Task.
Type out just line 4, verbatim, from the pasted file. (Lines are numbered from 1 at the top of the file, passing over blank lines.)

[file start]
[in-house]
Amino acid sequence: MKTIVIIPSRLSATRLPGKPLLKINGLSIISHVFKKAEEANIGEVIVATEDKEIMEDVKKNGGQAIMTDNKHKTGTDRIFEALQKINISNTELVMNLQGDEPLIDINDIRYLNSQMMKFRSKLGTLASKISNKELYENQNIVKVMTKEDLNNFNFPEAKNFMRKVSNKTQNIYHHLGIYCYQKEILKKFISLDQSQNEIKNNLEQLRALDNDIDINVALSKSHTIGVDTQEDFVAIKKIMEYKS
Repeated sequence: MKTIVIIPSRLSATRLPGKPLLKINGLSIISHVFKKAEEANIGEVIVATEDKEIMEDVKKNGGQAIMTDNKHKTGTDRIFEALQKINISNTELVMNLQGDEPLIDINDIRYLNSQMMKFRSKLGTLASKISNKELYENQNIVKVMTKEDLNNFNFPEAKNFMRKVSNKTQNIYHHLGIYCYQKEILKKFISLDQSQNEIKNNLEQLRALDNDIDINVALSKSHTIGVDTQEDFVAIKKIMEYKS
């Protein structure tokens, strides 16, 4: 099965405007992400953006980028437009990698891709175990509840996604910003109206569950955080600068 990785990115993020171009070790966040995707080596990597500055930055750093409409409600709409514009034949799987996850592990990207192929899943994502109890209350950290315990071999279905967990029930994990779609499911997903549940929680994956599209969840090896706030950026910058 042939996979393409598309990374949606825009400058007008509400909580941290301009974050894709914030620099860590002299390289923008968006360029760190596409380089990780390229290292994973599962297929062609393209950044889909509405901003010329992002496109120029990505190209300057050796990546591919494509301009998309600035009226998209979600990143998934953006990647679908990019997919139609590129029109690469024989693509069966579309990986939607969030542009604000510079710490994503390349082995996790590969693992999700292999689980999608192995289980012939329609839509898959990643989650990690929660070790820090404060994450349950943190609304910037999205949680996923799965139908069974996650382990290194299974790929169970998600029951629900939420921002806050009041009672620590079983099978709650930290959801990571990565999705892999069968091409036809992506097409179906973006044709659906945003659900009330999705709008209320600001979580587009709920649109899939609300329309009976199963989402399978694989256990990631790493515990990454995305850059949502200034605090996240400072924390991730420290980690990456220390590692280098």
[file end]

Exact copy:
């Protein structure tokens, strides 16, 4: 099965405007992400953006980028437009990698891709175990509840996604910003109206569950955080600068 990785990115993020171009070790966040995707080596990597500055930055750093409409409600709409514009034949799987996850592990990207192929899943994502109890209350950290315990071999279905967990029930994990779609499911997903549940929680994956599209969840090896706030950026910058 042939996979393409598309990374949606825009400058007008509400909580941290301009974050894709914030620099860590002299390289923008968006360029760190596409380089990780390229290292994973599962297929062609393209950044889909509405901003010329992002496109120029990505190209300057050796990546591919494509301009998309600035009226998209979600990143998934953006990647679908990019997919139609590129029109690469024989693509069966579309990986939607969030542009604000510079710490994503390349082995996790590969693992999700292999689980999608192995289980012939329609839509898959990643989650990690929660070790820090404060994450349950943190609304910037999205949680996923799965139908069974996650382990290194299974790929169970998600029951629900939420921002806050009041009672620590079983099978709650930290959801990571990565999705892999069968091409036809992506097409179906973006044709659906945003659900009330999705709008209320600001979580587009709920649109899939609300329309009976199963989402399978694989256990990631790493515990990454995305850059949502200034605090996240400072924390991730420290980690990456220390590692280098």